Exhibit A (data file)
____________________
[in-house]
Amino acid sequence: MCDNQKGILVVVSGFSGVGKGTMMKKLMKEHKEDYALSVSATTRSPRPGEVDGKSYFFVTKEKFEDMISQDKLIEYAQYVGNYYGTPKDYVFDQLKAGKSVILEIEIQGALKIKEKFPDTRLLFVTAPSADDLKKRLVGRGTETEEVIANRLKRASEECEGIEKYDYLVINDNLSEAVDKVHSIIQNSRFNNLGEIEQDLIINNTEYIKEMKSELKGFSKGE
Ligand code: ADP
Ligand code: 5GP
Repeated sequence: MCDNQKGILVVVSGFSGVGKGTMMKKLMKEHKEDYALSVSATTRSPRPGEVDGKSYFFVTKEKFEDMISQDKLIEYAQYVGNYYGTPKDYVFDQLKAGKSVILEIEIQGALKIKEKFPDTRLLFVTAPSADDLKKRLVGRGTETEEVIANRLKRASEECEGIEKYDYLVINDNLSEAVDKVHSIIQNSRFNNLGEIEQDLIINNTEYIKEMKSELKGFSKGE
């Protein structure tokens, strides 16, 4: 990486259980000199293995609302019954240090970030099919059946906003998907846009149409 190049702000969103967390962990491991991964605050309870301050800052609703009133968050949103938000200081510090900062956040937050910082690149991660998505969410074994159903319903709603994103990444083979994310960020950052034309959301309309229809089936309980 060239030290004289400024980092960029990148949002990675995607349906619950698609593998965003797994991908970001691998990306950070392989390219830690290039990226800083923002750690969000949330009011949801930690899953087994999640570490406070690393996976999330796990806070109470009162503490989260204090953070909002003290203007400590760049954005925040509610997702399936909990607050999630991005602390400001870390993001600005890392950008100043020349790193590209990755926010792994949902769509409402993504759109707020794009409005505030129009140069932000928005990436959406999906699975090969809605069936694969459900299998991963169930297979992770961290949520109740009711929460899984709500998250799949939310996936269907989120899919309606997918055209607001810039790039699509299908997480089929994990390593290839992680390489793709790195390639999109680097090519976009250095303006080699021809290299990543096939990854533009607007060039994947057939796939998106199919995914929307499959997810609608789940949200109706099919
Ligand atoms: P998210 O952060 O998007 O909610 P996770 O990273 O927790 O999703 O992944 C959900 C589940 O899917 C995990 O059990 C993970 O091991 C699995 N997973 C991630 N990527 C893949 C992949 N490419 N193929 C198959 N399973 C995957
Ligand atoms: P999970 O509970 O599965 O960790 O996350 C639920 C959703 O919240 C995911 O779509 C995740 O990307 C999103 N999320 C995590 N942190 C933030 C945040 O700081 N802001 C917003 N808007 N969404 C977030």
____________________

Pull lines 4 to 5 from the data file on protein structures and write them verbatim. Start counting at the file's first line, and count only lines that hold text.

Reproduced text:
Ligand code: 5GP
Repeated sequence: MCDNQKGILVVVSGFSGVGKGTMMKKLMKEHKEDYALSVSATTRSPRPGEVDGKSYFFVTKEKFEDMISQDKLIEYAQYVGNYYGTPKDYVFDQLKAGKSVILEIEIQGALKIKEKFPDTRLLFVTAPSADDLKKRLVGRGTETEEVIANRLKRASEECEGIEKYDYLVINDNLSEAVDKVHSIIQNSRFNNLGEIEQDLIINNTEYIKEMKSELKGFSKGE